A new study on climate change shows that California’s drought-like conditions could last another 50 years, and possibly for thousands of years, a result which in either case would have dramatic repercussions for agricultural production and food prices across North America.
The 21st century has brought with it a period of extended drought in the state of California, with 10 of the past 14 years registering as drier than normal and the last three years recorded as the hottest and driest since 1895. As a result, the state’s agricultural output has decreased, affecting fruit and vegetable prices across the continent and leaving both producers and consumers wondering how long the downturn will last.
The news on that front may now be a little clearer -and more dismal- as an international team of scientists including researchers from Western University in London, Ontario, have released a new study of California’s geological history which confirms that during past periods of drought, dry conditions in the region normally lasted anywhere between 50 years to thousands of years at a time.
Researchers analyzed sediment core samples from the bottom of Kirman Lake, a small freshwater lake in the Sierra Nevada mountains about 280 km east of Sacramento and found that from 6,000 to 1,000 BCE and again between 950 and 1250 CE the region was caught in severe drought.
“When you have arid periods that persist for 60 years, as we did in the 12th century, or for millennia, as we did from 6,000 to 1,000 BCE, that’s not really a ‘drought.’ That aridity is the new normal,” says Glen MacDonald, professor of Geography at UCLA and lead author of the study.
The authors say the markers in the lake’s sediment composition, including charcoal deposits from wildfires and fossils from sagebrush, mollusk shells and algae, told the tale of local climate conditions throughout the years and indicated when the lake had dried up and become marshland and when it had filled in again.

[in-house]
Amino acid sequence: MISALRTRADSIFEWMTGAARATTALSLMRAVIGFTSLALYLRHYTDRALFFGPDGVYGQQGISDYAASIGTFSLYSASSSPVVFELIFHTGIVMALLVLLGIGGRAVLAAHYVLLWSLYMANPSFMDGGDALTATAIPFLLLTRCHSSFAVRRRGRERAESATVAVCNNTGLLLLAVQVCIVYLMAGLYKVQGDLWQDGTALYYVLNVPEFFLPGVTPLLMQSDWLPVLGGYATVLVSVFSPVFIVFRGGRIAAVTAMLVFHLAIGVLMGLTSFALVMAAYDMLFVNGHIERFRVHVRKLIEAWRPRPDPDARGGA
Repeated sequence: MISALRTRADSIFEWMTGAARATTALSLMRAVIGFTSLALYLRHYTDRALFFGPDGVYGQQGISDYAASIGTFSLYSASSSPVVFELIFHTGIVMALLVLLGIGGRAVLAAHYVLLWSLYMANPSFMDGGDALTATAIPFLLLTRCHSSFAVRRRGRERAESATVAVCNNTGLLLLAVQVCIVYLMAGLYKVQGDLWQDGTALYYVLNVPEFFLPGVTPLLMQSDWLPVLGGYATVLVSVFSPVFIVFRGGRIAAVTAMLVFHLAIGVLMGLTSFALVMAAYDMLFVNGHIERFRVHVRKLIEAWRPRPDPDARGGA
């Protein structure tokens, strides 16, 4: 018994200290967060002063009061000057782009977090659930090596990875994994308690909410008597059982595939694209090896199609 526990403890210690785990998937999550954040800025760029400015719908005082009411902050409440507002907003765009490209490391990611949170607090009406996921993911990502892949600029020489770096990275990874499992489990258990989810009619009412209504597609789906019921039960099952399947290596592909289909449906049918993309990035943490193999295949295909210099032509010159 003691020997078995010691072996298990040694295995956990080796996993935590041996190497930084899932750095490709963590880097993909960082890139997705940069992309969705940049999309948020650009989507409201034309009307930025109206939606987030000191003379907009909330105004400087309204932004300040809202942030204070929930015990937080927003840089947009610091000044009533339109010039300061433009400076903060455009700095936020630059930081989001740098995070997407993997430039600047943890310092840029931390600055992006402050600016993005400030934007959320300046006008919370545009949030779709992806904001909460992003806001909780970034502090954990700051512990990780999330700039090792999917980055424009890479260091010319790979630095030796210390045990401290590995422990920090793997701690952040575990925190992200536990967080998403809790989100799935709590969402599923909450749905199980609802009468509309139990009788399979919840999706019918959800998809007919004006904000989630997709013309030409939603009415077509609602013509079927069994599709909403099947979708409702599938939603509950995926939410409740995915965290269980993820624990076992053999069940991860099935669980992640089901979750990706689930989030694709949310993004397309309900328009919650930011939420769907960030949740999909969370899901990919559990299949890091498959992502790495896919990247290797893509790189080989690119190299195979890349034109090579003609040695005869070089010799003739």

The results match other geological accounts which also describe a general aridity both during the period known as the mid-Holocene between 6,000 and 1,000 BCE, commonly attributed to a slight shift in the Earth’s orbit that affected the amount of sun received in the Northern Hemisphere, as well as during the period known as the medieval climate anomaly between 950 and 1250 CE, explained by a decrease in planetary volcanic activity and an increase in sunspot occurrences.
“We suspected we would see the millennia of aridity during the mid-Holocene at Kirman Lake, but we were surprised to see a very clear record of the medieval climate anomaly as well,” says MacDonald.
The problem, says MacDonald, is that whether the cause is the planet’s orbit, volcanic activity or, as is the case in the current scenario, the greenhouse effect, the consequences for California, its croplands and farmers is likely to be the same: drought which persists for decades at a time.
“We can’t save our huge expanses of oak woodlands, or our pine and fir forests, or high-elevation alpine ecosystems with irrigation projects like we might our orchards and gardens,” says MacDonald. “I worry that we will see very different wildlands by the end of this century.”